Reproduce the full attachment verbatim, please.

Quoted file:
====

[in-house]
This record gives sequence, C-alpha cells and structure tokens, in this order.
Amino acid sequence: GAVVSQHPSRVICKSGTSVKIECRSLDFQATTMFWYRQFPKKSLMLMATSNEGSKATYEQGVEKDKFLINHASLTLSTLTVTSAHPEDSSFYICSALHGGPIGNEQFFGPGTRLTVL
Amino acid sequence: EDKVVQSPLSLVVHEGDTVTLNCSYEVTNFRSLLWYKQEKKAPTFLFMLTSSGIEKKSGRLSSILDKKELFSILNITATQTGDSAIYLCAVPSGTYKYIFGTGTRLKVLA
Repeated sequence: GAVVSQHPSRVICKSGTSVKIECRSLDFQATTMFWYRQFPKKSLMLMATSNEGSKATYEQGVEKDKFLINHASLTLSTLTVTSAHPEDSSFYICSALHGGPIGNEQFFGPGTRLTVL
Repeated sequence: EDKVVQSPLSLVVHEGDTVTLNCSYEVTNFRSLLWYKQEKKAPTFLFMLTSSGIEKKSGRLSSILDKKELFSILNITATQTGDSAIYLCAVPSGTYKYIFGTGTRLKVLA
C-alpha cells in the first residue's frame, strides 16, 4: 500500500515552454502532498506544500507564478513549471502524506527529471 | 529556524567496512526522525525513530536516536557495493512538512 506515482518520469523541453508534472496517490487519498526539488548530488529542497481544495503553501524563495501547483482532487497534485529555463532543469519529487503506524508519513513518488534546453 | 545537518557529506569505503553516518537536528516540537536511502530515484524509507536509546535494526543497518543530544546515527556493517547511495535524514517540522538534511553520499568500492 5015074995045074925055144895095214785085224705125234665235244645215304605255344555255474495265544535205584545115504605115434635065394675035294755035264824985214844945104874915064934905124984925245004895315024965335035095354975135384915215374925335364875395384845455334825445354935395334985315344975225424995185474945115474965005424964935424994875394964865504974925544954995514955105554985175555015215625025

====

[in-house]
This record gives sequence, C-alpha cells and structure tokens, in this order.
Amino acid sequence: GAVVSQHPSRVICKSGTSVKIECRSLDFQATTMFWYRQFPKKSLMLMATSNEGSKATYEQGVEKDKFLINHASLTLSTLTVTSAHPEDSSFYICSALHGGPIGNEQFFGPGTRLTVL
Amino acid sequence: EDKVVQSPLSLVVHEGDTVTLNCSYEVTNFRSLLWYKQEKKAPTFLFMLTSSGIEKKSGRLSSILDKKELFSILNITATQTGDSAIYLCAVPSGTYKYIFGTGTRLKVLA
Repeated sequence: GAVVSQHPSRVICKSGTSVKIECRSLDFQATTMFWYRQFPKKSLMLMATSNEGSKATYEQGVEKDKFLINHASLTLSTLTVTSAHPEDSSFYICSALHGGPIGNEQFFGPGTRLTVL
Repeated sequence: EDKVVQSPLSLVVHEGDTVTLNCSYEVTNFRSLLWYKQEKKAPTFLFMLTSSGIEKKSGRLSSILDKKELFSILNITATQTGDSAIYLCAVPSGTYKYIFGTGTRLKVLA
C-alpha cells in the first residue's frame, strides 16, 4: 500500500515552454502532498506544500507564478513549471502524506527529471 | 529556524567496512526522525525513530536516536557495493512538512 506515482518520469523541453508534472496517490487519498526539488548530488529542497481544495503553501524563495501547483482532487497534485529555463532543469519529487503506524508519513513518488534546453 | 545537518557529506569505503553516518537536528516540537536511502530515484524509507536509546535494526543497518543530544546515527556493517547511495535524514517540522538534511553520499568500492 5015074995045074925055144895095214785085224705125234665235244645215304605255344555255474495265544535205584545115504605115434635065394675035294755035264824985214844945104874915064934905124984925245004895315024965335035095354975135384915215374925335364875395384845455334825445354935395334985315344975225424995185474945115474965005424964935424994875394964865504974925544954995514955105554985175555015215625025